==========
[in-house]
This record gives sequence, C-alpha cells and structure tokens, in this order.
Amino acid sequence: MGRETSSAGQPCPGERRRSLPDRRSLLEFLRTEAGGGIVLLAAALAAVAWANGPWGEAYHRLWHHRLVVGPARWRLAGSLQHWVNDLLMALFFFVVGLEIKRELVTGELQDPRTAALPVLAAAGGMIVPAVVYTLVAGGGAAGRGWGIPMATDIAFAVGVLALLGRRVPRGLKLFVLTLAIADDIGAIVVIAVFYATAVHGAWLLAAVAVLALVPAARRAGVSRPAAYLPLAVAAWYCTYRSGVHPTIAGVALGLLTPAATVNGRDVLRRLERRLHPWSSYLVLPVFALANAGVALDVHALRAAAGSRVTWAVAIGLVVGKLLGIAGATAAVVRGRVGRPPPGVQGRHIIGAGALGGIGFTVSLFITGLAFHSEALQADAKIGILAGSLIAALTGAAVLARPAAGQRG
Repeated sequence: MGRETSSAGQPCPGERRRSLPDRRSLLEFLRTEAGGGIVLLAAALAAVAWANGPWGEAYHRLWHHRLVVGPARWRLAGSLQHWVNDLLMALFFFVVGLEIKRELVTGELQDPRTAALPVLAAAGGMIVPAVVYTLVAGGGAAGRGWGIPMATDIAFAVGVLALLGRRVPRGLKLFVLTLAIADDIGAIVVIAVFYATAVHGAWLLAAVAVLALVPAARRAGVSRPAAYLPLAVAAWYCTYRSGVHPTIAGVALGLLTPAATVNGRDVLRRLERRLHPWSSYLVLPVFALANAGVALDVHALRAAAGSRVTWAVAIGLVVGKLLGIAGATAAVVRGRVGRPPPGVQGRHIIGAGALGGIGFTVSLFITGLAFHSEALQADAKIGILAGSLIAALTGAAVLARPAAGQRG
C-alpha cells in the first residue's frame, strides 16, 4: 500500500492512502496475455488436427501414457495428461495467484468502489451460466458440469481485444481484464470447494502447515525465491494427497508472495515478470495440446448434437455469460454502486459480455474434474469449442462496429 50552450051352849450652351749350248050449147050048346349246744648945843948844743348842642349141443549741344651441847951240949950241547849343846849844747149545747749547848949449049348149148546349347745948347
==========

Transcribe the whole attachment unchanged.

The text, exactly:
[in-house]
This record gives sequence, C-alpha cells and structure tokens, in this order.
Amino acid sequence: MGRETSSAGQPCPGERRRSLPDRRSLLEFLRTEAGGGIVLLAAALAAVAWANGPWGEAYHRLWHHRLVVGPARWRLAGSLQHWVNDLLMALFFFVVGLEIKRELVTGELQDPRTAALPVLAAAGGMIVPAVVYTLVAGGGAAGRGWGIPMATDIAFAVGVLALLGRRVPRGLKLFVLTLAIADDIGAIVVIAVFYATAVHGAWLLAAVAVLALVPAARRAGVSRPAAYLPLAVAAWYCTYRSGVHPTIAGVALGLLTPAATVNGRDVLRRLERRLHPWSSYLVLPVFALANAGVALDVHALRAAAGSRVTWAVAIGLVVGKLLGIAGATAAVVRGRVGRPPPGVQGRHIIGAGALGGIGFTVSLFITGLAFHSEALQADAKIGILAGSLIAALTGAAVLARPAAGQRG
Repeated sequence: MGRETSSAGQPCPGERRRSLPDRRSLLEFLRTEAGGGIVLLAAALAAVAWANGPWGEAYHRLWHHRLVVGPARWRLAGSLQHWVNDLLMALFFFVVGLEIKRELVTGELQDPRTAALPVLAAAGGMIVPAVVYTLVAGGGAAGRGWGIPMATDIAFAVGVLALLGRRVPRGLKLFVLTLAIADDIGAIVVIAVFYATAVHGAWLLAAVAVLALVPAARRAGVSRPAAYLPLAVAAWYCTYRSGVHPTIAGVALGLLTPAATVNGRDVLRRLERRLHPWSSYLVLPVFALANAGVALDVHALRAAAGSRVTWAVAIGLVVGKLLGIAGATAAVVRGRVGRPPPGVQGRHIIGAGALGGIGFTVSLFITGLAFHSEALQADAKIGILAGSLIAALTGAAVLARPAAGQRG
C-alpha cells in the first residue's frame, strides 16, 4: 500500500492512502496475455488436427501414457495428461495467484468502489451460466458440469481485444481484464470447494502447515525465491494427497508472495515478470495440446448434437455469460454502486459480455474434474469449442462496429 50552450051352849450652351749350248050449147050048346349246744648945843948844743348842642349141443549741344651441847951240949950241547849343846849844747149545747749547848949449049348149148546349347745948347